Parrots, conures included need lots of toys. So many toys. Mostly so they can feed their insatiable desire for destruction. We bought her a ladder so she could walk from the outside of her cage to her gym on my desk. She completely destroyed one of the rungs in 15 minutes. Mulched it across my desk. She’s currently working on another one. Even as she tries to use the ladder, routinely tripping over the gaps.
And then glares at us as if we are responsible for the missing rungs.
Such precious Birb.
When she shifts high-gear into destruction mode, she makes her “attack and destroy” noise, which can be considered similar to a laser beam powering up, followed by a staccato of high pitched bird snarls. Ferocious.
This was highly concerning the first time I heard it, but apparently this behavior is called “jousting.” Sometimes parrots will actually joust with each other, where they will try to grab onto each other’s beaks.
In Mango’s case, she just targets an unfortunate toy and does her best to send a chunk flying. Interspersed with biting her own leg. Apparently this is also a normal parrot thing, but still strange to see.
In addition to pulverizing wood and dismantling the non-wood parts of her toys, Mango is a water bird! She loves to take baths, in whatever receptacle that holds water and can fit her beak. Including her actual bath bowl. A casserole dish we found for her. My glass of water. Her water cup. Etc.
Sun conures need a lot of sleep! 10-12 hours per night, plus several day time naps that may or may not last a few hours. After waking up in the morning, conures vocalize a lot, generally thought to be a celebration of having lived through another night.
Our Mango makes a rooster crow sound to celebrate her continued existence and our presence. Followed by a truly astonishing morning poop that I’m sure has shaken the foundations of this house when it lands on the bottom of her cage.
If they don’t get enough sleep or if the wiring shorts out, sun conures need to be turned off and turned back on again. This is done by pulling the blanket down over the cage, giving it about 10 minutes, and lifting up the blanket again. Usually this results in a fully-functioning Birb.
A sun conure yawn could break the world with how cute it is, if distilled properly.
Sometimes Mango is really a dragon. Or a bat, when she’s being a little acrobat after her toys. Or a frog – she loves to croak throughout the day, almost like she’s checking we’re still paying attention to her. Or a rooster, as seen (heard) in her crowing video.
It’s a very precise combination of pose/action and noise. I’m guessing many of these are common sun conures noises, but I can’t say I’ve found many videos of other conures crowing like she does.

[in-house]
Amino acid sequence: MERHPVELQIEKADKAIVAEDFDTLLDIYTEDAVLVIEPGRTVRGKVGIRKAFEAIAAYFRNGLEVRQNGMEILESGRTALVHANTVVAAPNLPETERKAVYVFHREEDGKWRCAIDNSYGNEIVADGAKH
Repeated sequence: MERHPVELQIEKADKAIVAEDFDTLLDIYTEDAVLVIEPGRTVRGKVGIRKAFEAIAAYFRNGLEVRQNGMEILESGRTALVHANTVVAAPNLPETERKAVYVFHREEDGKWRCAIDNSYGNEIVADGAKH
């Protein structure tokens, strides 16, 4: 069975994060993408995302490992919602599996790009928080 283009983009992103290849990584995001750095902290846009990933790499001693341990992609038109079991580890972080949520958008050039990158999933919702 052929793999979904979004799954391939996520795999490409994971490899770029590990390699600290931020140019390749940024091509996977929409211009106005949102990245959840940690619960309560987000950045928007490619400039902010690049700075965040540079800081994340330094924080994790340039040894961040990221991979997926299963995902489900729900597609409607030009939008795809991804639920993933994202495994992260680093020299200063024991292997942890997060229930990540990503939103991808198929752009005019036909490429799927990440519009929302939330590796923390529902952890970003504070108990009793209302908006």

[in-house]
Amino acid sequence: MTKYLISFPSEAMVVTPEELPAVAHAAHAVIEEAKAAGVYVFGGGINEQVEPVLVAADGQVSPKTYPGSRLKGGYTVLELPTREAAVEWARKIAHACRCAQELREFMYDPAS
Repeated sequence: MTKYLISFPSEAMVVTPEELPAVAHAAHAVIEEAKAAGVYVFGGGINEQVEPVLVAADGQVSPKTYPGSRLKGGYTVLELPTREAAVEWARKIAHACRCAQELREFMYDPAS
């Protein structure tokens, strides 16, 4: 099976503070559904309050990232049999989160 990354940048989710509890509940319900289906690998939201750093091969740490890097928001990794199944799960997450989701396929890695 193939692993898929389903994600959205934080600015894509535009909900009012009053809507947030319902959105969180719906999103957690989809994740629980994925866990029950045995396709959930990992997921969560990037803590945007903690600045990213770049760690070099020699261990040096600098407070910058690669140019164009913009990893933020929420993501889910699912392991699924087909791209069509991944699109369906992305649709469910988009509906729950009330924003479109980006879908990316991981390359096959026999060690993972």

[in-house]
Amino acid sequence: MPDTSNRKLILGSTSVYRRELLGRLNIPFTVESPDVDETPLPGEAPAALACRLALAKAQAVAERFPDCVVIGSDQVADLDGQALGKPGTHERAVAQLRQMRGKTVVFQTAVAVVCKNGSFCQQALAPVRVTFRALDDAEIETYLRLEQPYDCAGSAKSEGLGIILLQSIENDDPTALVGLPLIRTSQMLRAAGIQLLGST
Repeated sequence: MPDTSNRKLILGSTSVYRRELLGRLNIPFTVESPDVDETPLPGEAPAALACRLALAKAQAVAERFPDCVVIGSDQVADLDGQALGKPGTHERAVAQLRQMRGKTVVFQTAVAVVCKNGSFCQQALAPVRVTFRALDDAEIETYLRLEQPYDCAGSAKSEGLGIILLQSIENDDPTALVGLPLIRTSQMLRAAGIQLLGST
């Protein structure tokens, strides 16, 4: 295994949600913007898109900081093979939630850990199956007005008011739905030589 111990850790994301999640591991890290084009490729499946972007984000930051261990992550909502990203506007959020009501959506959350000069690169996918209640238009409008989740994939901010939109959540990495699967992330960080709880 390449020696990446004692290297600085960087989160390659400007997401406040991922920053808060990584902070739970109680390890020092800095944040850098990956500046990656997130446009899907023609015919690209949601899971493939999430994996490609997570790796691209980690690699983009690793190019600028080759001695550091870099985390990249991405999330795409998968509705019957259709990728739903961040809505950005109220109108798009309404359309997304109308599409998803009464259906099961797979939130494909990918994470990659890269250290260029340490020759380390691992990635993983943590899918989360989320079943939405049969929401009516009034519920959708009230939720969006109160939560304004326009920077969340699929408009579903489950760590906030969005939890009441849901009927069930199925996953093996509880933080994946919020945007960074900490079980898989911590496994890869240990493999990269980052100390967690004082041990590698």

When conures (especially sun conures) are overcome with delight, they do this unique move called “head pumping” or “head bobbing” – which is effectively them bobbing their head at hyper-sonic speed while making little click-clip noises.
Mango Birb loves in shifts – it’s always someone’s week, she typically does not love more than one person at a time, and everyone else in the house is effectively furniture or shunned. We are now keeping a calendar to try to track the pattern, but so far, our data is inconclusive.
Considering her very precise care requirements, her bed time, her moods and tantrums, her theoretical intelligence — said to be equivalent to that of a toddler’s — her heartbreaking charm and affection, and her ingrained need to destroy, we have dubbed her our feathertot (a derivative of furbaby). In addition to all the other nicknames she has collected.
She is enormously precious to us, a fluffy ball of sunshine that makes our quarantine (and prospectively many years to come!) 1,000 times brighter.
From researching conure care and training to interacting with Mango (and taking so many photos), shopping for bird toys and reconstructing said toys after she disassembles them, googling specific behavior because “is that normal? What is she doing” is a common occurrence throughout the household, crooning and crowing with Mango in the mornings and putting her to bed at night while she hoots and chirps in protest, cleaning up after her thousand poops a day, setting up her bird bath for so much entertainment, doing bird-related laundry, marveling at her preening acrobatics/Birb yoga, offering shoulders to see if she wants to go on house-adventures, trying to scrape her off said shoulders when bird kisses turn into bird nibbles, and laughing when she’s tickling us mercilessly by sticking her beak in our ear or preening our hair —
I could go on. Simply put, I can think of no better distraction than Mango. My camera roll is filled with Birb and my tweets are almost exclusively Mango updates. I now have a YouTube channel just to hold the videos that I can’t stop taking to try to capture when she does something else that is cute or weird or funny.
And we’re still only four months in. So yeah. I’d say this qualifies as an obsession, one that will hopefully last for the next 20+ years.
(Our next challenge: nail trimming. At least we can count on her love of peanuts to help her overcome this trial.)